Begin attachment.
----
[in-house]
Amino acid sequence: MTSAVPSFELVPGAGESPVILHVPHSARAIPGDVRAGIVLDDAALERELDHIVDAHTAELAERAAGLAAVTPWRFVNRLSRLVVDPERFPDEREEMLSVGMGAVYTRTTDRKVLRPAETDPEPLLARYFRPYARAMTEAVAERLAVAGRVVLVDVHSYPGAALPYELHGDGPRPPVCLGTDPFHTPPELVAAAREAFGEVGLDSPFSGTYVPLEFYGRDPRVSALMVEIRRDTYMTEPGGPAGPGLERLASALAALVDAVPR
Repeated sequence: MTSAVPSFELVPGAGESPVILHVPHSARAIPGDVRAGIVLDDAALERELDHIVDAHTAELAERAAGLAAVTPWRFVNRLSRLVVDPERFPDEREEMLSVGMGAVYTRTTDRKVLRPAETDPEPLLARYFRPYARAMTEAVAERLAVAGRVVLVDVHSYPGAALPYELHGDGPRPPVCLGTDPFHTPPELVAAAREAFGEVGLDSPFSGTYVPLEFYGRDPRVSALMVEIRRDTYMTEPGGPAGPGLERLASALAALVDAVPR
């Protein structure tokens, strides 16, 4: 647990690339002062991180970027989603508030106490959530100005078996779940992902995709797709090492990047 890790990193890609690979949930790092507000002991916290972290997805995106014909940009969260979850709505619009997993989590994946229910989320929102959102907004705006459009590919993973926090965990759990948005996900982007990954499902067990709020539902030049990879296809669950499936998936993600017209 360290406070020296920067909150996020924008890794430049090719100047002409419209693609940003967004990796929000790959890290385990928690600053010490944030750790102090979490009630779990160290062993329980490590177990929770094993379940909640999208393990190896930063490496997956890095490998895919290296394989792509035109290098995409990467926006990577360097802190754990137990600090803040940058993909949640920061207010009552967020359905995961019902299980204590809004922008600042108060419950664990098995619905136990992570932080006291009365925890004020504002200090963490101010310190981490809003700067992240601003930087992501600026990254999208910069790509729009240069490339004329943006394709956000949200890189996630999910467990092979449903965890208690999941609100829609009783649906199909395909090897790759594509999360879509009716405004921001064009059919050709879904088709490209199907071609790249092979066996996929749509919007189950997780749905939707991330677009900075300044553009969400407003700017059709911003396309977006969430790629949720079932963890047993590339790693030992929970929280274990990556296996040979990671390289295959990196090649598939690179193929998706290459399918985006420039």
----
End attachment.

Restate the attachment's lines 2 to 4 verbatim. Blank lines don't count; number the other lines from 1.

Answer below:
Amino acid sequence: MTSAVPSFELVPGAGESPVILHVPHSARAIPGDVRAGIVLDDAALERELDHIVDAHTAELAERAAGLAAVTPWRFVNRLSRLVVDPERFPDEREEMLSVGMGAVYTRTTDRKVLRPAETDPEPLLARYFRPYARAMTEAVAERLAVAGRVVLVDVHSYPGAALPYELHGDGPRPPVCLGTDPFHTPPELVAAAREAFGEVGLDSPFSGTYVPLEFYGRDPRVSALMVEIRRDTYMTEPGGPAGPGLERLASALAALVDAVPR
Repeated sequence: MTSAVPSFELVPGAGESPVILHVPHSARAIPGDVRAGIVLDDAALERELDHIVDAHTAELAERAAGLAAVTPWRFVNRLSRLVVDPERFPDEREEMLSVGMGAVYTRTTDRKVLRPAETDPEPLLARYFRPYARAMTEAVAERLAVAGRVVLVDVHSYPGAALPYELHGDGPRPPVCLGTDPFHTPPELVAAAREAFGEVGLDSPFSGTYVPLEFYGRDPRVSALMVEIRRDTYMTEPGGPAGPGLERLASALAALVDAVPR
């Protein structure tokens, strides 16, 4: 647990690339002062991180970027989603508030106490959530100005078996779940992902995709797709090492990047 890790990193890609690979949930790092507000002991916290972290997805995106014909940009969260979850709505619009997993989590994946229910989320929102959102907004705006459009590919993973926090965990759990948005996900982007990954499902067990709020539902030049990879296809669950499936998936993600017209 360290406070020296920067909150996020924008890794430049090719100047002409419209693609940003967004990796929000790959890290385990928690600053010490944030750790102090979490009630779990160290062993329980490590177990929770094993379940909640999208393990190896930063490496997956890095490998895919290296394989792509035109290098995409990467926006990577360097802190754990137990600090803040940058993909949640920061207010009552967020359905995961019902299980204590809004922008600042108060419950664990098995619905136990992570932080006291009365925890004020504002200090963490101010310190981490809003700067992240601003930087992501600026990254999208910069790509729009240069490339004329943006394709956000949200890189996630999910467990092979449903965890208690999941609100829609009783649906199909395909090897790759594509999360879509009716405004921001064009059919050709879904088709490209199907071609790249092979066996996929749509919007189950997780749905939707991330677009900075300044553009969400407003700017059709911003396309977006969430790629949720079932963890047993590339790693030992929970929280274990990556296996040979990671390289295959990196090649598939690179193929998706290459399918985006420039």